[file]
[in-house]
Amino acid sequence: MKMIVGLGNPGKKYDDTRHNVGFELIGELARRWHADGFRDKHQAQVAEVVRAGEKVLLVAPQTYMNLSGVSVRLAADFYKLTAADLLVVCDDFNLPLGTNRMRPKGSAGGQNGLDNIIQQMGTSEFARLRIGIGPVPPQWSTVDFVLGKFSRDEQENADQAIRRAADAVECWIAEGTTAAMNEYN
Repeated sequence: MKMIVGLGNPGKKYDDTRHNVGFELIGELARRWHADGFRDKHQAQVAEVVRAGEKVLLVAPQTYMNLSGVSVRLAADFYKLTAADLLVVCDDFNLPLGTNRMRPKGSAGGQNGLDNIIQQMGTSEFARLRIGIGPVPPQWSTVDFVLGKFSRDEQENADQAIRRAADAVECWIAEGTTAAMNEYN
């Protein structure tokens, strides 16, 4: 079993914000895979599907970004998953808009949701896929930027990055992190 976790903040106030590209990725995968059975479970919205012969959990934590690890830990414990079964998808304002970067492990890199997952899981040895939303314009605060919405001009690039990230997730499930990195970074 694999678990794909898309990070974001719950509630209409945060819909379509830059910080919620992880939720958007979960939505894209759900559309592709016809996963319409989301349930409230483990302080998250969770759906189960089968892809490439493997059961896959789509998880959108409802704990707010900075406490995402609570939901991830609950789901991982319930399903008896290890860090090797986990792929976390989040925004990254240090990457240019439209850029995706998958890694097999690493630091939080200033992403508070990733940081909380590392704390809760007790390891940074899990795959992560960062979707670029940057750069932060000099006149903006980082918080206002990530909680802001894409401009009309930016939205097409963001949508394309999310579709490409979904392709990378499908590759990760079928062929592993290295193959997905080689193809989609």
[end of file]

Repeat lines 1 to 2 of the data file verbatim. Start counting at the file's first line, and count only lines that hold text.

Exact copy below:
[in-house]
Amino acid sequence: MKMIVGLGNPGKKYDDTRHNVGFELIGELARRWHADGFRDKHQAQVAEVVRAGEKVLLVAPQTYMNLSGVSVRLAADFYKLTAADLLVVCDDFNLPLGTNRMRPKGSAGGQNGLDNIIQQMGTSEFARLRIGIGPVPPQWSTVDFVLGKFSRDEQENADQAIRRAADAVECWIAEGTTAAMNEYN